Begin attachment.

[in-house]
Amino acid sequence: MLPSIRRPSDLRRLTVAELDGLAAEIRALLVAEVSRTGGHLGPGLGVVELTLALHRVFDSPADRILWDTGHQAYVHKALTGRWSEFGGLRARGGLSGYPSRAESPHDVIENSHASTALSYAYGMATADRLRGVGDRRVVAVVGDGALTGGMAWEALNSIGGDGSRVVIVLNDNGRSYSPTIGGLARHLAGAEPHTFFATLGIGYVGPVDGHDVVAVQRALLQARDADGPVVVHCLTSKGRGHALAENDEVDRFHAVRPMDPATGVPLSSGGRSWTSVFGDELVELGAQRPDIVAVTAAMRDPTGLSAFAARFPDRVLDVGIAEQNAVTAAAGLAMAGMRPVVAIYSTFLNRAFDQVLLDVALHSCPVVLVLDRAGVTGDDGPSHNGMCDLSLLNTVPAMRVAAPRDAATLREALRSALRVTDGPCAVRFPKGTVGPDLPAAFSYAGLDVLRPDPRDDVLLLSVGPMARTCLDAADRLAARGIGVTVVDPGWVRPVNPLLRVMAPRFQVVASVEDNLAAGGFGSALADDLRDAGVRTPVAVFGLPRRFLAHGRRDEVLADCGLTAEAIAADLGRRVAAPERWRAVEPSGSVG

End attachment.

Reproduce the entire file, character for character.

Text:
[in-house]
Amino acid sequence: MLPSIRRPSDLRRLTVAELDGLAAEIRALLVAEVSRTGGHLGPGLGVVELTLALHRVFDSPADRILWDTGHQAYVHKALTGRWSEFGGLRARGGLSGYPSRAESPHDVIENSHASTALSYAYGMATADRLRGVGDRRVVAVVGDGALTGGMAWEALNSIGGDGSRVVIVLNDNGRSYSPTIGGLARHLAGAEPHTFFATLGIGYVGPVDGHDVVAVQRALLQARDADGPVVVHCLTSKGRGHALAENDEVDRFHAVRPMDPATGVPLSSGGRSWTSVFGDELVELGAQRPDIVAVTAAMRDPTGLSAFAARFPDRVLDVGIAEQNAVTAAAGLAMAGMRPVVAIYSTFLNRAFDQVLLDVALHSCPVVLVLDRAGVTGDDGPSHNGMCDLSLLNTVPAMRVAAPRDAATLREALRSALRVTDGPCAVRFPKGTVGPDLPAAFSYAGLDVLRPDPRDDVLLLSVGPMARTCLDAADRLAARGIGVTVVDPGWVRPVNPLLRVMAPRFQVVASVEDNLAAGGFGSALADDLRDAGVRTPVAVFGLPRRFLAHGRRDEVLADCGLTAEAIAADLGRRVAAPERWRAVEPSGSVG